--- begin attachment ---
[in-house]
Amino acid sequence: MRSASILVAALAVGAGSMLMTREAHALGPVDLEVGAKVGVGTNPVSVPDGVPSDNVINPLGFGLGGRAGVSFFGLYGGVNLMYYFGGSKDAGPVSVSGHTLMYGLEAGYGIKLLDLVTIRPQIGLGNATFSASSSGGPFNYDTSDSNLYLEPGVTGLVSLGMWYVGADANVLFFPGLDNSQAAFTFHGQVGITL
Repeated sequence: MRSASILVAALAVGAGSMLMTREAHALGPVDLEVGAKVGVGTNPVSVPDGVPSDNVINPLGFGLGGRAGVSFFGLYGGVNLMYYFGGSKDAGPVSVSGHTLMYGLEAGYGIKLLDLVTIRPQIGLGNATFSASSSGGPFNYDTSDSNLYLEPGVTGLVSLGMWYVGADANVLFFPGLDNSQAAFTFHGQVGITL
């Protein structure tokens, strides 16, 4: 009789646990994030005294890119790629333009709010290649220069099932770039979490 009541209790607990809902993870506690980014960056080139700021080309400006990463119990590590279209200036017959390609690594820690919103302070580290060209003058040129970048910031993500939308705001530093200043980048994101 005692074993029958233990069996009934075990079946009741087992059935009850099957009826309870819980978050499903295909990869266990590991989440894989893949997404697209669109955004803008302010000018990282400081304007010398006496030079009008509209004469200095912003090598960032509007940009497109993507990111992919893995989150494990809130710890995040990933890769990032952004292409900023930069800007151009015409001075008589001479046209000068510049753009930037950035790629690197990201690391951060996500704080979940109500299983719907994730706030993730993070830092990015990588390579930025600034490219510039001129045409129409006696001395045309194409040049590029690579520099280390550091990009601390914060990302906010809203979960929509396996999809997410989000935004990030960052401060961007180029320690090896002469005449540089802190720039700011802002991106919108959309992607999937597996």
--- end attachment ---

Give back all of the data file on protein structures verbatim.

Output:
[in-house]
Amino acid sequence: MRSASILVAALAVGAGSMLMTREAHALGPVDLEVGAKVGVGTNPVSVPDGVPSDNVINPLGFGLGGRAGVSFFGLYGGVNLMYYFGGSKDAGPVSVSGHTLMYGLEAGYGIKLLDLVTIRPQIGLGNATFSASSSGGPFNYDTSDSNLYLEPGVTGLVSLGMWYVGADANVLFFPGLDNSQAAFTFHGQVGITL
Repeated sequence: MRSASILVAALAVGAGSMLMTREAHALGPVDLEVGAKVGVGTNPVSVPDGVPSDNVINPLGFGLGGRAGVSFFGLYGGVNLMYYFGGSKDAGPVSVSGHTLMYGLEAGYGIKLLDLVTIRPQIGLGNATFSASSSGGPFNYDTSDSNLYLEPGVTGLVSLGMWYVGADANVLFFPGLDNSQAAFTFHGQVGITL
């Protein structure tokens, strides 16, 4: 009789646990994030005294890119790629333009709010290649220069099932770039979490 009541209790607990809902993870506690980014960056080139700021080309400006990463119990590590279209200036017959390609690594820690919103302070580290060209003058040129970048910031993500939308705001530093200043980048994101 005692074993029958233990069996009934075990079946009741087992059935009850099957009826309870819980978050499903295909990869266990590991989440894989893949997404697209669109955004803008302010000018990282400081304007010398006496030079009008509209004469200095912003090598960032509007940009497109993507990111992919893995989150494990809130710890995040990933890769990032952004292409900023930069800007151009015409001075008589001479046209000068510049753009930037950035790629690197990201690391951060996500704080979940109500299983719907994730706030993730993070830092990015990588390579930025600034490219510039001129045409129409006696001395045309194409040049590029690579520099280390550091990009601390914060990302906010809203979960929509396996999809997410989000935004990030960052401060961007180029320690090896002469005449540089802190720039700011802002991106919108959309992607999937597996």